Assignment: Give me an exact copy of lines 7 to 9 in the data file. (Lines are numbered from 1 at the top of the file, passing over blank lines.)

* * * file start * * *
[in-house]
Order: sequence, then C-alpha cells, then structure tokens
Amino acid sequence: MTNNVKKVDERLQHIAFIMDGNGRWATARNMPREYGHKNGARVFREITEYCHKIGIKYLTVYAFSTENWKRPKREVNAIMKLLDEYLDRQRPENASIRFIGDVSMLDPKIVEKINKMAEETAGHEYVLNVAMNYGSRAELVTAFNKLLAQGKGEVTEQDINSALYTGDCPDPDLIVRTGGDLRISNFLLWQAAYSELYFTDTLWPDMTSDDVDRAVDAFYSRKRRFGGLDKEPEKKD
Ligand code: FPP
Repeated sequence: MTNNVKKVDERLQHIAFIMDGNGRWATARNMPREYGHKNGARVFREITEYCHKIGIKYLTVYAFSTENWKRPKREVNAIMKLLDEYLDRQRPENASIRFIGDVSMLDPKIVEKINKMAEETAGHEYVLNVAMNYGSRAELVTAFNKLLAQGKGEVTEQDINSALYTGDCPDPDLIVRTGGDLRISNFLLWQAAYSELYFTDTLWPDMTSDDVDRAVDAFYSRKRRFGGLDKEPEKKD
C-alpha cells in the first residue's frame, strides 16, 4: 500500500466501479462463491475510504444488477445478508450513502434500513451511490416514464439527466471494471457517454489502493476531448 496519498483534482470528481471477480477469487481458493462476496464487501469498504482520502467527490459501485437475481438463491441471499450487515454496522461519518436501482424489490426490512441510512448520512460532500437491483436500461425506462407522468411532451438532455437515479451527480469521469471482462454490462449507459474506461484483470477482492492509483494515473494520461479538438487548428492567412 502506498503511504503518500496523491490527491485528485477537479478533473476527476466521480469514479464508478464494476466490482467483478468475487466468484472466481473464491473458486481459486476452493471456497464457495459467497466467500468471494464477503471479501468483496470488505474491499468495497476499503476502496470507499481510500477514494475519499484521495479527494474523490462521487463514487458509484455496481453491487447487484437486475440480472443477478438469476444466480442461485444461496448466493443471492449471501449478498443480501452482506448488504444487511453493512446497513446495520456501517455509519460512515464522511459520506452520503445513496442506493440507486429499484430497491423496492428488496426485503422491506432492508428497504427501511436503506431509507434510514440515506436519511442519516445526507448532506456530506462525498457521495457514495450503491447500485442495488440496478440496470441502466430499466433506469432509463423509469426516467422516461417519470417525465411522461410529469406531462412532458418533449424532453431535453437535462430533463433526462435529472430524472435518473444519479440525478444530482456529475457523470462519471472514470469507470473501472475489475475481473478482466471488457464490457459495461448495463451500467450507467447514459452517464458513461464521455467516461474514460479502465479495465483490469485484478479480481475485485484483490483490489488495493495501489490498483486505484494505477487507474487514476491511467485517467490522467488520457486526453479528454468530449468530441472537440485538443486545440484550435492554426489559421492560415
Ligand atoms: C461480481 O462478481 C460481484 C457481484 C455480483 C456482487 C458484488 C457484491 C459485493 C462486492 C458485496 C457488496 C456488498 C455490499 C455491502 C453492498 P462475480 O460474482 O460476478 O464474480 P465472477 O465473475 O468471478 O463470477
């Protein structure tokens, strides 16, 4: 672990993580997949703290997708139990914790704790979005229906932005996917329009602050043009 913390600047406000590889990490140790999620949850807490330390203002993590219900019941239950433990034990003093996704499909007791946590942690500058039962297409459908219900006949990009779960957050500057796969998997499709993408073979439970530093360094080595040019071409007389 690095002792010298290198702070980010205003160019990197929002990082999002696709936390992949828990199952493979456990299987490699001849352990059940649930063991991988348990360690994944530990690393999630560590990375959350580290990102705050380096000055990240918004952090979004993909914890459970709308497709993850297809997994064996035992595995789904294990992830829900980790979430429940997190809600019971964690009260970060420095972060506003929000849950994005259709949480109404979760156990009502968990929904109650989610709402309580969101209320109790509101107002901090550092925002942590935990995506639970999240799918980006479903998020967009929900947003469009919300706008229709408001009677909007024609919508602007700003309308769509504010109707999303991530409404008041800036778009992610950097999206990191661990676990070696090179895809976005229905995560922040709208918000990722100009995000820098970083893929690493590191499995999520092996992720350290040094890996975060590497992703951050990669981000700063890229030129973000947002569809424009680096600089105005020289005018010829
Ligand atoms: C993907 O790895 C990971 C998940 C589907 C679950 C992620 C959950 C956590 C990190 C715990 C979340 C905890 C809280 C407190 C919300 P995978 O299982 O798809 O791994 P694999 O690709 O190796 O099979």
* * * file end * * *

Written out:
Ligand atoms: C461480481 O462478481 C460481484 C457481484 C455480483 C456482487 C458484488 C457484491 C459485493 C462486492 C458485496 C457488496 C456488498 C455490499 C455491502 C453492498 P462475480 O460474482 O460476478 O464474480 P465472477 O465473475 O468471478 O463470477
């Protein structure tokens, strides 16, 4: 672990993580997949703290997708139990914790704790979005229906932005996917329009602050043009 913390600047406000590889990490140790999620949850807490330390203002993590219900019941239950433990034990003093996704499909007791946590942690500058039962297409459908219900006949990009779960957050500057796969998997499709993408073979439970530093360094080595040019071409007389 690095002792010298290198702070980010205003160019990197929002990082999002696709936390992949828990199952493979456990299987490699001849352990059940649930063991991988348990360690994944530990690393999630560590990375959350580290990102705050380096000055990240918004952090979004993909914890459970709308497709993850297809997994064996035992595995789904294990992830829900980790979430429940997190809600019971964690009260970060420095972060506003929000849950994005259709949480109404979760156990009502968990929904109650989610709402309580969101209320109790509101107002901090550092925002942590935990995506639970999240799918980006479903998020967009929900947003469009919300706008229709408001009677909007024609919508602007700003309308769509504010109707999303991530409404008041800036778009992610950097999206990191661990676990070696090179895809976005229905995560922040709208918000990722100009995000820098970083893929690493590191499995999520092996992720350290040094890996975060590497992703951050990669981000700063890229030129973000947002569809424009680096600089105005020289005018010829
Ligand atoms: C993907 O790895 C990971 C998940 C589907 C679950 C992620 C959950 C956590 C990190 C715990 C979340 C905890 C809280 C407190 C919300 P995978 O299982 O798809 O791994 P694999 O690709 O190796 O099979």